The illustrious patroness and the gentry and clergy arrived in about thirty carriages, and among the visitors were the following: - Lady Francis Hotham, Lady Fletcher, Mrs.Prescot, Mrs.R.Gosling, Mrs.Crashay, Colonel Wood, Sir H.Fletcher, the Rev. Mr.Snell, the Rev. Mr.Hatch, the Rev. Mr.North, the Rev. Mr.Mangles, the Rev. Mr.King, the Rev.James Jerram, the Rev.Mr.Haggett, the Rev. Mr.Buckland, Captain Prescott, and a very large assemblage.

The candidates for prizes were then called, and forty-two successful ones received rewards varying from 10s to 40s each in cash, for cleanliness, order, &c. In their vocations, and in the management of their families. In this way all those deserving were rewarded for their general good conduct, and the sight was indeed a highly gratifying one. Her Royal Highness the Duchess of Gloucester took an especial interest in the proceedings, and her condescension was a matter of just pride to all concerned. The rewards having been given, the competitors for prizes were regaled in a spacious marquee, erected for the purpose, with good roast beef and plum pudding, and ale to wash it down. A chair was placed at the head of the table for the chairman, but her Royal Highness occupied it, expressing her wish to preside at so delightful an entertainment. The whole proceedings were of the most interesting character.

Maidenhead, Saturday, July 23.

A meeting of the committee of the Royal East Berks Agricultural Society was held at our Town-hall, on Wednesday last, and as will be seen by an advertisement in another column , and annual meeting is appointed for Tuesday , the 27th day of Sept., next in fields belonging to Mr.Wm.Peto, jun., near Maidenhead. We are pleased to hear that this association has increased in strength, and that the ensuing meeting promises well, it not only being on an extended scale, but his royal highness Prince Albert, as the patron and a subscriber to the funds of the society, has directed extra premiums to be competed for, which will greatly add to the interest of the day. An extra premium in the stock department, given by Captain Bulkeley, will also be competed for. The dinner, as heretofore, will take place at the Town-hall, in this town, and it is expected the proceedings of the day will be a treat to the lovers of agricultural pursuits.

Uxbridge, Saturday, July 23.

The following case of local interest was heard on Monday last, before the Vice Chancellor, Sir K.Bruce:-
Harris v. Thomson and Billing
Mr.Cooper (with whom was Mr.Chandless) stated that, the plaintiff, Miss Maria Harris, resided with her father, Mr.Solomon Harris, late of Langley, Bucks, but now of Uxbridge. The defendant, Alexander McInnes Thomson, who lodged in the house of the plaintiff's father at Langley, having ascertained that the plaintiff would shortly become entitled to 1000 , 3 per cent Consols, paid his addresses to her, which were favourably received. Thomson represented himself to be a near relation of the Duke of Rosburgh, but had no visible means of obtaining a livelihood. Mr.Harris, therefore deemed it prudent to make some enquiries respecting him. The result of these enquiries caused Mr.Harris to entertain strong objections to Thomson, and to forbid him his house. The plaintiff was, however, induced by Thomson to encourage his addresses, and to accompany him, unknown to her father, to the White Horse Inn, at Uxbridge, where he persuaded her to write her name across a blank stamped paper, which he afterwards filled up as an acceptance for 500, in his own favour. Thomson took the bill thus obtained to his own attorney, the other defendant, Mr.John Billing, of King-street, Cheapside, who discounted it. The bill being overdue, Billing commenced an action against the plaintiff for 500, the amount of the bill. The plaintiff, thereupon, instituted the present suit, for the purpose of restraining the defendant Billing from proceeding with his action. After the common injunction had been granted, Billing put in his answer, by which he admitted that he had only actually advanced in money 150 for the bill, and placed the balance to the credit of Thomson and others of his clients, friends of Thomson. The case now came before the court for the purpose of cause being shown against the dissolution of the injunction. The question substantially was, whether the action should go on, or whether the whole matter should be investigated by this court.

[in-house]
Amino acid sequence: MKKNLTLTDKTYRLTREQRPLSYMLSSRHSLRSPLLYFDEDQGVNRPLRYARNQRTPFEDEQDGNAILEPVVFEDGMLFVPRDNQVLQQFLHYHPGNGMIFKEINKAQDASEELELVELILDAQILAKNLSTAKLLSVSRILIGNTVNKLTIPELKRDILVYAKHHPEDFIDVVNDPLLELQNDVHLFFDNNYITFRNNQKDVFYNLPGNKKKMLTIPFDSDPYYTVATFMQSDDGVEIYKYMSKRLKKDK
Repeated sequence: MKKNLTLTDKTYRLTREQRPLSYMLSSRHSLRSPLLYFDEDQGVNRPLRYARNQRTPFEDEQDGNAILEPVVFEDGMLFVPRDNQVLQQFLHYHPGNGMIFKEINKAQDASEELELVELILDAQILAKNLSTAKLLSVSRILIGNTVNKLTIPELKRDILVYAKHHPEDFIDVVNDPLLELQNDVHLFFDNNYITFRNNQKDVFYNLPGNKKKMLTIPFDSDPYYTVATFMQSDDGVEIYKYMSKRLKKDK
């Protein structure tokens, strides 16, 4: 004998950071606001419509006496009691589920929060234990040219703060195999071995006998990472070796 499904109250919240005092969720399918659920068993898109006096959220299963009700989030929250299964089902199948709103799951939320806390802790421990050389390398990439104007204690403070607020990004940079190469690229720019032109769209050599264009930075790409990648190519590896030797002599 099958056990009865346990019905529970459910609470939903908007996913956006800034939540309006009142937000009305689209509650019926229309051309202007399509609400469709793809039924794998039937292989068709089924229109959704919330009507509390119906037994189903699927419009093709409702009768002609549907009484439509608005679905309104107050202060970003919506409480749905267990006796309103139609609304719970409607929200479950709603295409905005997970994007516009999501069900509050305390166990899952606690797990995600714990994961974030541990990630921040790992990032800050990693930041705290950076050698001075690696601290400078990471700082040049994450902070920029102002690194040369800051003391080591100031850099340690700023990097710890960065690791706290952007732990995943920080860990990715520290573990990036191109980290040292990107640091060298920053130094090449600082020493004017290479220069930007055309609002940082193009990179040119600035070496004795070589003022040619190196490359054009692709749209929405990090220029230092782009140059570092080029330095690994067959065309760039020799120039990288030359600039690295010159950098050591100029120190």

Mr.J.Russell and Mr. W.C.E.Keene appeared for the defendants.
His honour said, he purposely and studiously abstained, for reasons he should hereafter explain, from giving any opinion whatever upon the facts of the case until he should have before him all the information which an investigation in a court of law could afford him; he would then dispose of the case. In the meantime the injunction must be dissolved so far as related to the action at law, excepting that the defendant Billing was not to be at liberty to levy execution, but he might proceed to trial.